More than 200 scientists have called for the World Health Organization and others to acknowledge that the coronavirus can spread in the air—a change that could alter some of the current measures being taken to stop the pandemic.
In a letter published this week in the journal Clinical Infectious Diseases, two scientists from Australia and the United States wrote that studies have shown “beyond any reasonable doubt that viruses are released during exhalation, talking and coughing in microdroplets small enough to remain aloft in the air.” That means people in certain indoor conditions could be at greater risk of being infected than was previously thought.
The WHO has long maintained that COVID-19 is spread via larger respiratory droplets, most often when people cough or sneeze, that fall to the ground. It has dismissed the possibility of airborne transmission, except for certain high-risk medical procedures, like when patients are first put on breathing machines.
In a statement on Monday, the U.N. health agency said it was aware of the article and was reviewing it with technical experts.
WHO has been criticized in recent weeks and months for its seeming divergence from the scientific community. The organization for months declined to recommend mask-wearing, partly out of supply concerns and has also continued to describe the transmission of COVID-19 from people without symptoms as “rare.”
The letter was endorsed by 239 scientists from a variety of fields. It stated that the issue of whether or not COVID-19 was airborne was of “heightened significance” as many countries stop restrictive lockdown measures.
The authors cited previous studies suggesting that germs closely related to the new virus were spread via airborne transmission. They said “there is every reason to expect” that the coronavirus behaves similarly. They also cited a Washington state choir practice and research about a poorly ventilated restaurant in Guangzhou, China, each of which raised the possibility of infections from airborne droplets.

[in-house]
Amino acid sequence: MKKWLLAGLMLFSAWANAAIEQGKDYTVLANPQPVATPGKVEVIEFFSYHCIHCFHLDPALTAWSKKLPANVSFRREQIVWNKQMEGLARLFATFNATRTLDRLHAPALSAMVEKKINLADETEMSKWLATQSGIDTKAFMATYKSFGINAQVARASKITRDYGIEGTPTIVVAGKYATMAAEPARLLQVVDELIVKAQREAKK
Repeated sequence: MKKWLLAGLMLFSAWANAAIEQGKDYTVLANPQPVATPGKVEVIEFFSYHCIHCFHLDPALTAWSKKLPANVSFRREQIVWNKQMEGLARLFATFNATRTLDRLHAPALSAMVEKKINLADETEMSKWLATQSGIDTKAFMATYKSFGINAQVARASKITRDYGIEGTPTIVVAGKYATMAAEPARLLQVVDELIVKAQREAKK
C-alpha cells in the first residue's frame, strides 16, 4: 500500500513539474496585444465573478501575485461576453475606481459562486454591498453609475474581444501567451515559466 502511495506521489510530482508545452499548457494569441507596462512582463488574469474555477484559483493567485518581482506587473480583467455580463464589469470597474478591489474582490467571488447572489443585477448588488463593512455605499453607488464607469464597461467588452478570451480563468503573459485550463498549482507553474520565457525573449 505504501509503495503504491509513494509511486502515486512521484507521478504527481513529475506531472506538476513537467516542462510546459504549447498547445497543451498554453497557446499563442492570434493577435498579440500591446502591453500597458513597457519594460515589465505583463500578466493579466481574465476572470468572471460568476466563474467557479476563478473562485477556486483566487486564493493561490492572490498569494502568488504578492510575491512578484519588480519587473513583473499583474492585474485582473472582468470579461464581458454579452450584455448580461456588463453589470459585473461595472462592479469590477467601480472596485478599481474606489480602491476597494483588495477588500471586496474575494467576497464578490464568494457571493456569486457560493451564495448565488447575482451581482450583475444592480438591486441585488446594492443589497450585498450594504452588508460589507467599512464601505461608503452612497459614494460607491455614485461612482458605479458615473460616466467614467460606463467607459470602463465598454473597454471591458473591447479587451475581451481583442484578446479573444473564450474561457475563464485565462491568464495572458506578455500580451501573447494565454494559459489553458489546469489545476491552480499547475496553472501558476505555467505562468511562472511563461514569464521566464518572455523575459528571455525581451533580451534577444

“We are concerned that the lack of recognition of the risk of airborne transmission of COVID-19 and the lack of clear recommendations on the control measures against the airborne virus will have significant consequences,” the scientists wrote. “People may think they are fully protected by adhering to the current recommendations but in fact, additional airborne interventions are needed.”
Scientists around the world have been working furiously to understand the new virus. The U.S. Centers for Disease Control and Prevention says it is thought to mainly jump from person to person through close contact, but adds: “We are still learning about how the virus spreads.”
Martin McKee, a professor of European Public Health at the London School of Hygiene and Tropical Medicine who was not linked to the letter, said the scientists’ arguments sounded “entirely reasonable.”
“Part of the problem is that everybody at WHO was moving with the paradigm of influenza, even though we know there are lots of differences between influenza and coronaviruses,” he said.
McKee noted that with Britain’s recent reopening of its pubs, restaurants and salons, the possibility of airborne coronavirus transmission might mean stricter interventions are needed indoors, including more mask-wearing and continued physical distancing.
“We’re getting accumulating evidence about super-spreading events happening in indoor spaces where there are large numbers of people in confined spaces,” he said. “Many of these are in exactly the circumstances that governments now want to open up.”